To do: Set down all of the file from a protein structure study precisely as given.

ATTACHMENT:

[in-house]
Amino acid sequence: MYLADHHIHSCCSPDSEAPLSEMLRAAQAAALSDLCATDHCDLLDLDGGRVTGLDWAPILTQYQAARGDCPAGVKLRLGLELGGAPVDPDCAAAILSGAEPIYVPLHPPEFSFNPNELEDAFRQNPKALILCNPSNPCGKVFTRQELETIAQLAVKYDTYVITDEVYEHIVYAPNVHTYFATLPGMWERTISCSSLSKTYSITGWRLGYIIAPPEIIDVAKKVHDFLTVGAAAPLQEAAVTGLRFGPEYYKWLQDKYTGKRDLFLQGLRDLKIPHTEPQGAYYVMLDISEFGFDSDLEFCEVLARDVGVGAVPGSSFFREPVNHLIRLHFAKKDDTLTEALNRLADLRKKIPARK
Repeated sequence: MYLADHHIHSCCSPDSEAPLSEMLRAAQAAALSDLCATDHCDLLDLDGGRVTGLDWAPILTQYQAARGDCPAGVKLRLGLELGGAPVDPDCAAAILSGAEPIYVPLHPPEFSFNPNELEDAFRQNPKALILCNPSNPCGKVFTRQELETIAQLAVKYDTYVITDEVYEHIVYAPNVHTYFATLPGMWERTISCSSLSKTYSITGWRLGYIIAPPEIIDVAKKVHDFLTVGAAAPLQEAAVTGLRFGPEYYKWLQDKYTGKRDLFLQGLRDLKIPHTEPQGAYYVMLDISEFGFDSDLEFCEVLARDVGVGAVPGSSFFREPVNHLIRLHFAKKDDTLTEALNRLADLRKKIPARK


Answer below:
[in-house]
Amino acid sequence: MYLADHHIHSCCSPDSEAPLSEMLRAAQAAALSDLCATDHCDLLDLDGGRVTGLDWAPILTQYQAARGDCPAGVKLRLGLELGGAPVDPDCAAAILSGAEPIYVPLHPPEFSFNPNELEDAFRQNPKALILCNPSNPCGKVFTRQELETIAQLAVKYDTYVITDEVYEHIVYAPNVHTYFATLPGMWERTISCSSLSKTYSITGWRLGYIIAPPEIIDVAKKVHDFLTVGAAAPLQEAAVTGLRFGPEYYKWLQDKYTGKRDLFLQGLRDLKIPHTEPQGAYYVMLDISEFGFDSDLEFCEVLARDVGVGAVPGSSFFREPVNHLIRLHFAKKDDTLTEALNRLADLRKKIPARK
Repeated sequence: MYLADHHIHSCCSPDSEAPLSEMLRAAQAAALSDLCATDHCDLLDLDGGRVTGLDWAPILTQYQAARGDCPAGVKLRLGLELGGAPVDPDCAAAILSGAEPIYVPLHPPEFSFNPNELEDAFRQNPKALILCNPSNPCGKVFTRQELETIAQLAVKYDTYVITDEVYEHIVYAPNVHTYFATLPGMWERTISCSSLSKTYSITGWRLGYIIAPPEIIDVAKKVHDFLTVGAAAPLQEAAVTGLRFGPEYYKWLQDKYTGKRDLFLQGLRDLKIPHTEPQGAYYVMLDISEFGFDSDLEFCEVLARDVGVGAVPGSSFFREPVNHLIRLHFAKKDDTLTEALNRLADLRKKIPARK